What impact has the increase of non-communicable diseases had on perceptions of burden of disease?
Burden of disease measures have their roots in infectious diseases public health. The earliest measures were developed to track and identify causes of death related to typhoid, cholera, malaria, and other infectious diseases. In recent decades, rates of heart disease, stroke, and other non-communicable diseases have increased, particularly in the developed world, and these health conditions are now being factored into measures of burden of disease. Patterns of morbidity and mortality vary greatly between as well as within countries, refl ecting inequitable burden of disease among populations disadvantaged by history, circumstances and social and economic conditions. While it can be challenging to understand how reports on global burden of disease relate to the Canadian context, national level measures of burden of disease for Canada may also mask health differences and disparities among subpopulations in this country.
At the same time, it is important to pay attention to the ways in which shifts in morbidity and mortality may affect perceptions and measures of disease burden. Because non-communicable diseases are less likely than infectious diseases to kill quickly, they may be regarded as more burdensome—to individuals, families, health care systems, and societies. If the prevalence of non-communicable diseases continues to rise, it might seem sensible to concentrate resources on addressing disease burden associated with these conditions. Both this conclusion and current measures of burden of disease ignore the tremendous impact that immunization and antibiotic treatment programs have had on burden of infectious diseases. Non-communicable disease rates are rising, in part, because the battle against infectious diseases has been so effective. If successful prevention and early intervention are not factored into burden of disease measures, there is a real danger that critical efforts to prevent burden of disease will be eroded.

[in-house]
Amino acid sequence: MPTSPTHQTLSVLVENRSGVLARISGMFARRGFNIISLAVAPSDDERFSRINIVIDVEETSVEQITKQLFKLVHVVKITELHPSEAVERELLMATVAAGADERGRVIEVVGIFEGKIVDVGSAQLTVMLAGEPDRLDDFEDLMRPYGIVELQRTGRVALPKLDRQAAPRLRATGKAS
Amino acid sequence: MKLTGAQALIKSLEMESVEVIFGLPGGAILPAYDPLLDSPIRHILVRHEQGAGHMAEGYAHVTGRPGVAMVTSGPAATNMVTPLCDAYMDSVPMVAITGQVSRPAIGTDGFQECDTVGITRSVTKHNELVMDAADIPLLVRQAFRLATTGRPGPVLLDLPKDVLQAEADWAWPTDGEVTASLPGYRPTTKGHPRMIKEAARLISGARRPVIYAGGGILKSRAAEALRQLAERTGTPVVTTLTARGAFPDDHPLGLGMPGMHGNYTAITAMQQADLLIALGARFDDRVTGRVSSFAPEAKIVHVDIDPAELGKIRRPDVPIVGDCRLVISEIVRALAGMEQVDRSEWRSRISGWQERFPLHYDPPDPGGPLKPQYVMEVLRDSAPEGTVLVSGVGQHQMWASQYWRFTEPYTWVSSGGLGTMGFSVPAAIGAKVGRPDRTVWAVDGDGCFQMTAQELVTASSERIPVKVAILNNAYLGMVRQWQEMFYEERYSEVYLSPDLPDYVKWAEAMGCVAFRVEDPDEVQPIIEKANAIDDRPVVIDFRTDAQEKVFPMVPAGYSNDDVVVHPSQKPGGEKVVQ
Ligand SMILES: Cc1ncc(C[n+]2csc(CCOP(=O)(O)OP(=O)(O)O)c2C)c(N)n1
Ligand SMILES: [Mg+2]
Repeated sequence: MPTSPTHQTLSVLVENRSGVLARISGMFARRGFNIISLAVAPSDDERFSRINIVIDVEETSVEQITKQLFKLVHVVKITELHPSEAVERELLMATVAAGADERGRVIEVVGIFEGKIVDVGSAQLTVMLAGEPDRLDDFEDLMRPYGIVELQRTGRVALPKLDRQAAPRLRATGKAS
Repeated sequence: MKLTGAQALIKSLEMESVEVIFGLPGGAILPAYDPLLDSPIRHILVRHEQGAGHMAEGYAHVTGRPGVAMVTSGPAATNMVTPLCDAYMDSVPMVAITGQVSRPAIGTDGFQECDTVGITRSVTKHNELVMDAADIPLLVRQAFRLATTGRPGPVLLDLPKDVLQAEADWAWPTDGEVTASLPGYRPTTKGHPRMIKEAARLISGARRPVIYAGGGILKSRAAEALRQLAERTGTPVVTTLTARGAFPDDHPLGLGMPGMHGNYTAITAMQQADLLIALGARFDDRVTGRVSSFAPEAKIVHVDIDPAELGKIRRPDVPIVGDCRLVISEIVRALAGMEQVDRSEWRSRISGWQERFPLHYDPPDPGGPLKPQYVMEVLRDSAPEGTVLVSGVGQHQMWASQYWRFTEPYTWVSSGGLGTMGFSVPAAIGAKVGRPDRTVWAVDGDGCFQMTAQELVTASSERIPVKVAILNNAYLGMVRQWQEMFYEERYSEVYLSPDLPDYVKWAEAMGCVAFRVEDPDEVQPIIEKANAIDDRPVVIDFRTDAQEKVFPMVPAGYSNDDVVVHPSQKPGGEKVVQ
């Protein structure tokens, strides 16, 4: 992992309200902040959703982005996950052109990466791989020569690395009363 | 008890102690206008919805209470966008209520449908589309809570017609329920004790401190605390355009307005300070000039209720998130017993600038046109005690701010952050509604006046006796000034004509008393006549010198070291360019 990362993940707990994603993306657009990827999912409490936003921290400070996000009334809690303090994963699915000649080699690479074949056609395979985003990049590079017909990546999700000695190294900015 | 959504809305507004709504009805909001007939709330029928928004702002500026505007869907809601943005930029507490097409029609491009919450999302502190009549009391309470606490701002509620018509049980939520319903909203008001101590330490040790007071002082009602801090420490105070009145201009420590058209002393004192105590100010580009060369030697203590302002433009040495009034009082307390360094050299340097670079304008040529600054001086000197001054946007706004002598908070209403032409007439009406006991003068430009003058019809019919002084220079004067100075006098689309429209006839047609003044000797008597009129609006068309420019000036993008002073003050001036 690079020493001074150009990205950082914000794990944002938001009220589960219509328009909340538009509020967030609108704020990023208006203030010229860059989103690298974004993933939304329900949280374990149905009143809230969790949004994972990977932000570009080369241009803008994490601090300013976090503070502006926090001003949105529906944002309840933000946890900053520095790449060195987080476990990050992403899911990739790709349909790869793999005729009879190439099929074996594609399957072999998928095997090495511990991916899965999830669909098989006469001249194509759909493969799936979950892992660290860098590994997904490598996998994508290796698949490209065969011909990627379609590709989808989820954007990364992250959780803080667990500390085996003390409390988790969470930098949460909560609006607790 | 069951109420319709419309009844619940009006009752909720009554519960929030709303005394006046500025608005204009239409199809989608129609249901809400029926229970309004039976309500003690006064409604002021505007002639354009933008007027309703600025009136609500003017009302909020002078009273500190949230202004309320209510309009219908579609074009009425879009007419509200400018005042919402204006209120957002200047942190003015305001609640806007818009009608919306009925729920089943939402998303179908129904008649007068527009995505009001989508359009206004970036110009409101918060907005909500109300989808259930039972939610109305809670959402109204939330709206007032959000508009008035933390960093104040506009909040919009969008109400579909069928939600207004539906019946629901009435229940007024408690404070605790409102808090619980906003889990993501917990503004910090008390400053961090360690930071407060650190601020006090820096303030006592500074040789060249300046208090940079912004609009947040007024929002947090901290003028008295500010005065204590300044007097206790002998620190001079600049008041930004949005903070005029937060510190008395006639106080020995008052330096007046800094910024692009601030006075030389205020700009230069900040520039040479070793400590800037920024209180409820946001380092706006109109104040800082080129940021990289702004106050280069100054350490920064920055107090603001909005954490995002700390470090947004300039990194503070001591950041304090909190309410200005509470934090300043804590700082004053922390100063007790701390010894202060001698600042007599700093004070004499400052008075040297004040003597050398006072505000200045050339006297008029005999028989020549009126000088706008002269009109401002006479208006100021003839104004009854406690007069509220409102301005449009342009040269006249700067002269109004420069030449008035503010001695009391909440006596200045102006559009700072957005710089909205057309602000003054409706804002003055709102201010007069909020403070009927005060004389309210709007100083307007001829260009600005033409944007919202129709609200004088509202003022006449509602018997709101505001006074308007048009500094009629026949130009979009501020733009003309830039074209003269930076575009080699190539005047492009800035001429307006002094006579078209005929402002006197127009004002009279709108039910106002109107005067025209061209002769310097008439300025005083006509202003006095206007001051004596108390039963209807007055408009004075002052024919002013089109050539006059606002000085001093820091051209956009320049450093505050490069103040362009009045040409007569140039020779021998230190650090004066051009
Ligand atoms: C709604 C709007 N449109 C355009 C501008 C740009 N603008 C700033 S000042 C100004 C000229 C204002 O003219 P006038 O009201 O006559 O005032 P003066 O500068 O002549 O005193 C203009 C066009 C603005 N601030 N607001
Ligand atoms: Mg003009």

What questions might we ask about burden of disease?
Burden of disease is a complex idea and it rests on a foundation of complex mathematical calculations. Burden of disease measures are often presented as “objective,” but decisions about what and how to measure are infl uenced by social values. How then should we approach research on burden of disease or engage with experts in the field? Consider some of the following questions and prompts as you read or talk about burden of disease:
- Which understanding of burden of disease is being used?
- Which aspects of burden of disease are being measured?
- Whose burden of disease is being measured and whose is not?
- How and where should we intervene to have the greatest impact on burden of disease, including prevention, control, and treatment?
- Who is likely to benefit least and most from specific interventions aimed at reducing disease burden?
- Will decisions based on disease burden measures have the best outcomes for a population that is already advantaged?
- How do we eliminate inequitable burden of disease?
You can find out more about measures and concepts of burden of disease in these NCCID publications: